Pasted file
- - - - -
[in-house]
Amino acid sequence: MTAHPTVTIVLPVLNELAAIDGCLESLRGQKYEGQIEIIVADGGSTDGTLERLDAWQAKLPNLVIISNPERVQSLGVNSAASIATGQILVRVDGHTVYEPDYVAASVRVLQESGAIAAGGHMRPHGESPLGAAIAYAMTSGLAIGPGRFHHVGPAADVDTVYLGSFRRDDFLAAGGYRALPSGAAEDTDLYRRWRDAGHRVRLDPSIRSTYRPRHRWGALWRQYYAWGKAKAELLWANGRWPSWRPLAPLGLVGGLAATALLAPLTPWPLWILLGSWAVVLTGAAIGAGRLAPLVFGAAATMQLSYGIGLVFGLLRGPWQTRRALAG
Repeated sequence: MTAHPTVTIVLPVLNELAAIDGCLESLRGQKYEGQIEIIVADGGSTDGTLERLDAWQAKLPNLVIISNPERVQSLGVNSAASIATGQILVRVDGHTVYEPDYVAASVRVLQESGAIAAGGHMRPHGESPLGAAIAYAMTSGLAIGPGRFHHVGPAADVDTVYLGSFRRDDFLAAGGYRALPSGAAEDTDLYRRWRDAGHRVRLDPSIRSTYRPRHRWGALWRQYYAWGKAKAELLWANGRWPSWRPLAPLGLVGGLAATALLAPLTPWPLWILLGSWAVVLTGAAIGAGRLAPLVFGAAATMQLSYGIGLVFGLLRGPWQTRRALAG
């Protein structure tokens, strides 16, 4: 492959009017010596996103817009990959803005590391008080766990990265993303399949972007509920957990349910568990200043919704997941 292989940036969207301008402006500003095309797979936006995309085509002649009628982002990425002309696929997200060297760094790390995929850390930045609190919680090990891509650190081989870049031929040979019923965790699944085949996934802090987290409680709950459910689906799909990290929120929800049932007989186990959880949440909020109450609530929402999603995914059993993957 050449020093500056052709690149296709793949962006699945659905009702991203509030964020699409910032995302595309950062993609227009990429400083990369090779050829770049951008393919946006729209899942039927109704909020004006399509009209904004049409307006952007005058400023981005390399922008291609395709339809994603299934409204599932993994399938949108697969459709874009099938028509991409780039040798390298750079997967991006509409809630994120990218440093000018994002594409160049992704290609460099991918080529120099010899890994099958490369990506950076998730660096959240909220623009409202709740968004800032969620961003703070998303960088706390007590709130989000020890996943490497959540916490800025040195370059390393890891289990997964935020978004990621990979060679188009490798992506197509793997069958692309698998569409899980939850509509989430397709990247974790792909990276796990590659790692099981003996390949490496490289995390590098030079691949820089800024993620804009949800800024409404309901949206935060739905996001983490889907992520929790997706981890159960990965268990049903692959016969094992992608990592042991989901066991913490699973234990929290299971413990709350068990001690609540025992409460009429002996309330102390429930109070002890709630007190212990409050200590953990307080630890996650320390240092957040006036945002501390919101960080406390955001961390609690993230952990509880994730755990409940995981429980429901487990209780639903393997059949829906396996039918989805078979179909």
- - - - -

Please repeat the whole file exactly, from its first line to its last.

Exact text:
[in-house]
Amino acid sequence: MTAHPTVTIVLPVLNELAAIDGCLESLRGQKYEGQIEIIVADGGSTDGTLERLDAWQAKLPNLVIISNPERVQSLGVNSAASIATGQILVRVDGHTVYEPDYVAASVRVLQESGAIAAGGHMRPHGESPLGAAIAYAMTSGLAIGPGRFHHVGPAADVDTVYLGSFRRDDFLAAGGYRALPSGAAEDTDLYRRWRDAGHRVRLDPSIRSTYRPRHRWGALWRQYYAWGKAKAELLWANGRWPSWRPLAPLGLVGGLAATALLAPLTPWPLWILLGSWAVVLTGAAIGAGRLAPLVFGAAATMQLSYGIGLVFGLLRGPWQTRRALAG
Repeated sequence: MTAHPTVTIVLPVLNELAAIDGCLESLRGQKYEGQIEIIVADGGSTDGTLERLDAWQAKLPNLVIISNPERVQSLGVNSAASIATGQILVRVDGHTVYEPDYVAASVRVLQESGAIAAGGHMRPHGESPLGAAIAYAMTSGLAIGPGRFHHVGPAADVDTVYLGSFRRDDFLAAGGYRALPSGAAEDTDLYRRWRDAGHRVRLDPSIRSTYRPRHRWGALWRQYYAWGKAKAELLWANGRWPSWRPLAPLGLVGGLAATALLAPLTPWPLWILLGSWAVVLTGAAIGAGRLAPLVFGAAATMQLSYGIGLVFGLLRGPWQTRRALAG
């Protein structure tokens, strides 16, 4: 492959009017010596996103817009990959803005590391008080766990990265993303399949972007509920957990349910568990200043919704997941 292989940036969207301008402006500003095309797979936006995309085509002649009628982002990425002309696929997200060297760094790390995929850390930045609190919680090990891509650190081989870049031929040979019923965790699944085949996934802090987290409680709950459910689906799909990290929120929800049932007989186990959880949440909020109450609530929402999603995914059993993957 050449020093500056052709690149296709793949962006699945659905009702991203509030964020699409910032995302595309950062993609227009990429400083990369090779050829770049951008393919946006729209899942039927109704909020004006399509009209904004049409307006952007005058400023981005390399922008291609395709339809994603299934409204599932993994399938949108697969459709874009099938028509991409780039040798390298750079997967991006509409809630994120990218440093000018994002594409160049992704290609460099991918080529120099010899890994099958490369990506950076998730660096959240909220623009409202709740968004800032969620961003703070998303960088706390007590709130989000020890996943490497959540916490800025040195370059390393890891289990997964935020978004990621990979060679188009490798992506197509793997069958692309698998569409899980939850509509989430397709990247974790792909990276796990590659790692099981003996390949490496490289995390590098030079691949820089800024993620804009949800800024409404309901949206935060739905996001983490889907992520929790997706981890159960990965268990049903692959016969094992992608990592042991989901066991913490699973234990929290299971413990709350068990001690609540025992409460009429002996309330102390429930109070002890709630007190212990409050200590953990307080630890996650320390240092957040006036945002501390919101960080406390955001961390609690993230952990509880994730755990409940995981429980429901487990209780639903393997059949829906396996039918989805078979179909």